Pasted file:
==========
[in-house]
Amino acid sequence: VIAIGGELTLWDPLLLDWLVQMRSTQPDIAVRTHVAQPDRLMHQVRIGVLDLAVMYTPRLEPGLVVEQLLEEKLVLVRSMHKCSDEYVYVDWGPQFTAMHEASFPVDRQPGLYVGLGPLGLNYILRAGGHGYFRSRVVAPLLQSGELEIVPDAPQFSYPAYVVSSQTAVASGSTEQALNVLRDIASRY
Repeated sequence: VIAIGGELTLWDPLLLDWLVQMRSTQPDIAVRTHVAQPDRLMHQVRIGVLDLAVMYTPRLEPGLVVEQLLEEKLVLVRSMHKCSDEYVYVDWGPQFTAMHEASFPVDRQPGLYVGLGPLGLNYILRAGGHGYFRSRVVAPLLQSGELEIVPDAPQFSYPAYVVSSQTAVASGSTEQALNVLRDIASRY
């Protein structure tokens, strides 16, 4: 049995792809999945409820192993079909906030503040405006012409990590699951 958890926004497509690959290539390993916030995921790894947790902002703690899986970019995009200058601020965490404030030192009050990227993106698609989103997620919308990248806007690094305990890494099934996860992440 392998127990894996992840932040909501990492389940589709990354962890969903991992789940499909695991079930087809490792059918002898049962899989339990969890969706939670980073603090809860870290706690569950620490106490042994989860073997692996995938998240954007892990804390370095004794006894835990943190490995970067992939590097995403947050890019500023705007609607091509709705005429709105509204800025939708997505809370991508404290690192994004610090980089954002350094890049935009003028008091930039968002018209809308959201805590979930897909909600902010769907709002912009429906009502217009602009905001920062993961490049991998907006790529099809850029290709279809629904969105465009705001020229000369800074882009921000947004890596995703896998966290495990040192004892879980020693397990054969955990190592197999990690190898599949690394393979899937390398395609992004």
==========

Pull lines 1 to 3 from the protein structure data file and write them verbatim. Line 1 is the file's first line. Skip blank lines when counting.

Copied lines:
[in-house]
Amino acid sequence: VIAIGGELTLWDPLLLDWLVQMRSTQPDIAVRTHVAQPDRLMHQVRIGVLDLAVMYTPRLEPGLVVEQLLEEKLVLVRSMHKCSDEYVYVDWGPQFTAMHEASFPVDRQPGLYVGLGPLGLNYILRAGGHGYFRSRVVAPLLQSGELEIVPDAPQFSYPAYVVSSQTAVASGSTEQALNVLRDIASRY
Repeated sequence: VIAIGGELTLWDPLLLDWLVQMRSTQPDIAVRTHVAQPDRLMHQVRIGVLDLAVMYTPRLEPGLVVEQLLEEKLVLVRSMHKCSDEYVYVDWGPQFTAMHEASFPVDRQPGLYVGLGPLGLNYILRAGGHGYFRSRVVAPLLQSGELEIVPDAPQFSYPAYVVSSQTAVASGSTEQALNVLRDIASRY